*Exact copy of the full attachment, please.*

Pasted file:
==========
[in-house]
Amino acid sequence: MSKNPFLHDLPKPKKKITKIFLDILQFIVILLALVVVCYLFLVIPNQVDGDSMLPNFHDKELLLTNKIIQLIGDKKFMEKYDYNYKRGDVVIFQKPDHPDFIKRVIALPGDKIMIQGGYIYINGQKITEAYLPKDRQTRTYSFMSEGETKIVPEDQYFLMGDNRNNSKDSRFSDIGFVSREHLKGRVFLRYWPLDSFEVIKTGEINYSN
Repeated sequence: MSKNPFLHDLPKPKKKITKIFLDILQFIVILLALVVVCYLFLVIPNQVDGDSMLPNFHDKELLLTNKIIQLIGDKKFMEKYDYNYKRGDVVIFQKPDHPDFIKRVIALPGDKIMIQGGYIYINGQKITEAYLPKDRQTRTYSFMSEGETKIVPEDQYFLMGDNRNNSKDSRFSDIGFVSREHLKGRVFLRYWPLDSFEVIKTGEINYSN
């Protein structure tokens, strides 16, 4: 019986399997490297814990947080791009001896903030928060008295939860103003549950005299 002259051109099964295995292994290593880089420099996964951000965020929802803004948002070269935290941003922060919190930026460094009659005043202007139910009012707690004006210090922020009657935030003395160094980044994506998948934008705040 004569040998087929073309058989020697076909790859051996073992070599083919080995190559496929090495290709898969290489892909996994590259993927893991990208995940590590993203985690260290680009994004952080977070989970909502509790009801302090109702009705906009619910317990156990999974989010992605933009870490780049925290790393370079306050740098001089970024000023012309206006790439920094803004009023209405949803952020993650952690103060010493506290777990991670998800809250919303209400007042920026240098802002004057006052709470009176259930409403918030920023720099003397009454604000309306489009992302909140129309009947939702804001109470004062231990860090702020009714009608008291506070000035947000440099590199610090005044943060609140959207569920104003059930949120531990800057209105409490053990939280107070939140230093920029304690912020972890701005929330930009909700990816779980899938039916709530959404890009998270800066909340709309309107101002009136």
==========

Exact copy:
[in-house]
Amino acid sequence: MSKNPFLHDLPKPKKKITKIFLDILQFIVILLALVVVCYLFLVIPNQVDGDSMLPNFHDKELLLTNKIIQLIGDKKFMEKYDYNYKRGDVVIFQKPDHPDFIKRVIALPGDKIMIQGGYIYINGQKITEAYLPKDRQTRTYSFMSEGETKIVPEDQYFLMGDNRNNSKDSRFSDIGFVSREHLKGRVFLRYWPLDSFEVIKTGEINYSN
Repeated sequence: MSKNPFLHDLPKPKKKITKIFLDILQFIVILLALVVVCYLFLVIPNQVDGDSMLPNFHDKELLLTNKIIQLIGDKKFMEKYDYNYKRGDVVIFQKPDHPDFIKRVIALPGDKIMIQGGYIYINGQKITEAYLPKDRQTRTYSFMSEGETKIVPEDQYFLMGDNRNNSKDSRFSDIGFVSREHLKGRVFLRYWPLDSFEVIKTGEINYSN
């Protein structure tokens, strides 16, 4: 019986399997490297814990947080791009001896903030928060008295939860103003549950005299 002259051109099964295995292994290593880089420099996964951000965020929802803004948002070269935290941003922060919190930026460094009659005043202007139910009012707690004006210090922020009657935030003395160094980044994506998948934008705040 004569040998087929073309058989020697076909790859051996073992070599083919080995190559496929090495290709898969290489892909996994590259993927893991990208995940590590993203985690260290680009994004952080977070989970909502509790009801302090109702009705906009619910317990156990999974989010992605933009870490780049925290790393370079306050740098001089970024000023012309206006790439920094803004009023209405949803952020993650952690103060010493506290777990991670998800809250919303209400007042920026240098802002004057006052709470009176259930409403918030920023720099003397009454604000309306489009992302909140129309009947939702804001109470004062231990860090702020009714009608008291506070000035947000440099590199610090005044943060609140959207569920104003059930949120531990800057209105409490053990939280107070939140230093920029304690912020972890701005929330930009909700990816779980899938039916709530959404890009998270800066909340709309309107101002009136």